Umberto provided the most supportive, logical guidance on how to make this work. He directed me to the right person internally to open up a conversation, and since then, there's been a whirlwind of emails around how to provide me with the freedom to contribute from a content perspective. It's kept me up at night, but not in the kind of way that business can often keep you up at night. I'm so excited I can't sleep. I've felt like a little kid who knows that tomorrow, her parents are going to take her to an amusement park, and she is going to ride a roller coaster that will make her stomach drop, and she simply cannot wait to get there.

I am thankful that I possess this passion. I'm also thankful that on Saturday mornings, my husband goes out to procure breakfast, and that my family understands that for several hours, I'll be typing, writing, deleting, re-writing, and reading sentences out loud like a crazy person. I may escape to a local coffee shop and do the same thing there, never worrying about what the hipsters think, because at that hour, most of them are hungover anyway.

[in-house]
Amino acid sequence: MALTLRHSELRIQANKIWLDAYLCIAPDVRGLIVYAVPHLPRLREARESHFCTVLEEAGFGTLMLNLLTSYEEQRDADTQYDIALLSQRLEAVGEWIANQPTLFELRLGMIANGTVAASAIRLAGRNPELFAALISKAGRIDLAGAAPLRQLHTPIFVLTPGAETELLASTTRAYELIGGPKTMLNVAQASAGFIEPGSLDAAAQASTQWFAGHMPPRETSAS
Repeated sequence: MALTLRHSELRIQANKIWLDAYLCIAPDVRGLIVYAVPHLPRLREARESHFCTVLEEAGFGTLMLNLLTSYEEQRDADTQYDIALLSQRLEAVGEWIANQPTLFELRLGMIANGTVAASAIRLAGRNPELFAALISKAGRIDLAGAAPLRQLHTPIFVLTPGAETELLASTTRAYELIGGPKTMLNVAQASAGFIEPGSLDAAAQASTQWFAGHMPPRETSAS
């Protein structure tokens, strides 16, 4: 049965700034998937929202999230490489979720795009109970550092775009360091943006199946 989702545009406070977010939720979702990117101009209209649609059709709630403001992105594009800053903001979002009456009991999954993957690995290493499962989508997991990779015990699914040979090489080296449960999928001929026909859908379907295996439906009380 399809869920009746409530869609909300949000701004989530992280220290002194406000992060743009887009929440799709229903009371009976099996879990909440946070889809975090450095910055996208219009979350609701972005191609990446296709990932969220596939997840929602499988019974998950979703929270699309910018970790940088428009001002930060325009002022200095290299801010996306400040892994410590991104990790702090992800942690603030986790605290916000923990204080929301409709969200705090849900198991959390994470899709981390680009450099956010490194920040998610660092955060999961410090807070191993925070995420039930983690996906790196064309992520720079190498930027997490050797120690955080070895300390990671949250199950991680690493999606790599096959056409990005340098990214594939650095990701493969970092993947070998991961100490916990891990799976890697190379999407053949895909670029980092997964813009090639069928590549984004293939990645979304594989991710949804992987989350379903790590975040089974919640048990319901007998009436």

This begins my series on passion, because what I hope comes out of this is that you will also remember what yours is. While researching the topic the other day, I read about one inspirational speaker (many of whom I mistrust deeply for reasons unknown) who said that he only associates with passionate people, and specifically dumps friends who don't appear to have passion. I think that's a bit extreme, and also kind of counterintuitive for an inspirational speaker. I don't want to be that heartless. I want to help people find their passion and encourage them to go for it.

In this series, I have a few stories to tell that might inspire you. Let's explore passion and see if, during this process, you are able to uncover yours.